[00:20:16] Now we're asked to look at criminal history with a lens. Most managers, most professional managers already do this because the HUD memo has been out there since 2016. And it basically said, you know, someone with an event criminal event in their past was no further violations within the last six or seven years is no more likely to re-offend than someone with no criminal history at all.
[00:20:40] And so basically what I like to remind landlords is what happened matters. How long ago was it, how old was the person. What were maybe, you know, exonerating circumstances. My favorite example is a fellow I ran it two years ago and he had assault four on his record about two and a half years prior.
[00:20:57] And that's everything else about him checked out perfectly. And so anytime someone has criminal history, we asked them to provide an explanation. So he had a really good explanation. The fellow came home from work one day to find his wife having sex with his best friend and beat the snot out of his best friend. I didn't consider the man a danger to society at large, just people who had sex with his wife.
[00:21:21] So, you know, he checked out perfectly, otherwise. He said, yep, I did it. He pled guilty. He paid his fines. You know, we all have our breaking point. And, and so, you know, That's important. It's important to look at the why it's important to look at how long ago it was, whether they accept responsibility for whatever it was.
[00:21:38] I ran into one of my favorite success stories is a woman named Jennifer, who I taught through vendors rehab, which is one of the volunteer things I do. And Jennifer had a meth possession. Meth manufacturing, absolutely not. No, but she had meth possession. She had lost custody of both of her daughters. When she came to look to rent from the company I was working for, she had one year living in a clean and sober living environment.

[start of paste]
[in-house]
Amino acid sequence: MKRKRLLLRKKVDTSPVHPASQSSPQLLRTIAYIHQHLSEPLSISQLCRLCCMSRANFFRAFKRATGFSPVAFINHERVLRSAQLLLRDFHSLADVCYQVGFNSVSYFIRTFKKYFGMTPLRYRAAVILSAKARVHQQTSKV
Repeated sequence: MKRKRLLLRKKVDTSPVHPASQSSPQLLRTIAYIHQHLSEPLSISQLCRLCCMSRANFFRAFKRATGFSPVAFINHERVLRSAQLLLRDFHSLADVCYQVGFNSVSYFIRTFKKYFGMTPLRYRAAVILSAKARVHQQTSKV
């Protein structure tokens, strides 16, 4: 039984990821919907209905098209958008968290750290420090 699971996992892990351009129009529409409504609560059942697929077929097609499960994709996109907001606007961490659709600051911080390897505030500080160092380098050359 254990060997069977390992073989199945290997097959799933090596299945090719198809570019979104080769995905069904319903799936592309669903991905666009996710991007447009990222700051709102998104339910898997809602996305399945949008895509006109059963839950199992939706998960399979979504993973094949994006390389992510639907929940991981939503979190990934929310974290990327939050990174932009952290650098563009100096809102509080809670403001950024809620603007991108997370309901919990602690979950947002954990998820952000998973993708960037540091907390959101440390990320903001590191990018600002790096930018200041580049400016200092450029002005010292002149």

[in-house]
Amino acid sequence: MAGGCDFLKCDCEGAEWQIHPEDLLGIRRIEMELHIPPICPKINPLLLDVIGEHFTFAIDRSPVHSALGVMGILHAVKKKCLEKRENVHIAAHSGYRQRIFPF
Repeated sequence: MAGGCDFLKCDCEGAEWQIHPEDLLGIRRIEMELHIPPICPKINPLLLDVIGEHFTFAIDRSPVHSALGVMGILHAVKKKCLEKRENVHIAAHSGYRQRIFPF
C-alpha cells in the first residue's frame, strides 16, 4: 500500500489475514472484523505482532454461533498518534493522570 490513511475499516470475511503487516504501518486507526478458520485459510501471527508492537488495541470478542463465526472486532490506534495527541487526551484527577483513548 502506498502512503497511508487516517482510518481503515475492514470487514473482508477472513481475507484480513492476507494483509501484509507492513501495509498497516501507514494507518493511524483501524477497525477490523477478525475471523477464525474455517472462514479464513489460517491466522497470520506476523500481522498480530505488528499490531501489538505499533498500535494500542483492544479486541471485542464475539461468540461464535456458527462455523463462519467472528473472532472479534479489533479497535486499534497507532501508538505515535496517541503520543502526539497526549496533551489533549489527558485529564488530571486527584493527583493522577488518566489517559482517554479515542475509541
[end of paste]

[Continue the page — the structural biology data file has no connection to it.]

[00:22:01] She had paid all their fines, totally complied with the terms of parole and probation got glowing reference from the house mother at the, at the you know, the drug and alcohol rehab home. So I rented to her. But with a higher deposit and a qualified co-signer because she was a higher risk you know, someone with with criminal history does pose a higher risk potentially.
[00:22:20] And in that year, she was with us she regained custody of her daughters and had to move out and find a bigger place. So I'm still in touch with Jennifer to this day. And, you know, we all love those kinds of stories.
[00:22:31] Alice Lema: Yeah, that's awesome.
[00:22:32] Tia Politi: Right. But we did our due diligence. We got that higher deposit to mitigate the risk and, you know, kept close track of her. So one change is that criminal history. So you need to look at that. You need to take into consideration various things. Also, if the tenant is in participating in a diversion program, a conditional discharge program for pending charges, normally if there's pending charges, That we wouldn't normally rent to that have not been adjudicated at the time they apply. We can say no. But now if they're in this diversion program you have to kind of take that away. So just a few changes there.
[00:23:04] Also, we did have a change in our lead based paint renovation roles. So lead based paint has always, you know, for the longest time, landlords could do their own work on a lead based paint property, but that changed a while ago, even landlords who work on a pre their own pre 1978 built house have to be lead based paint certified.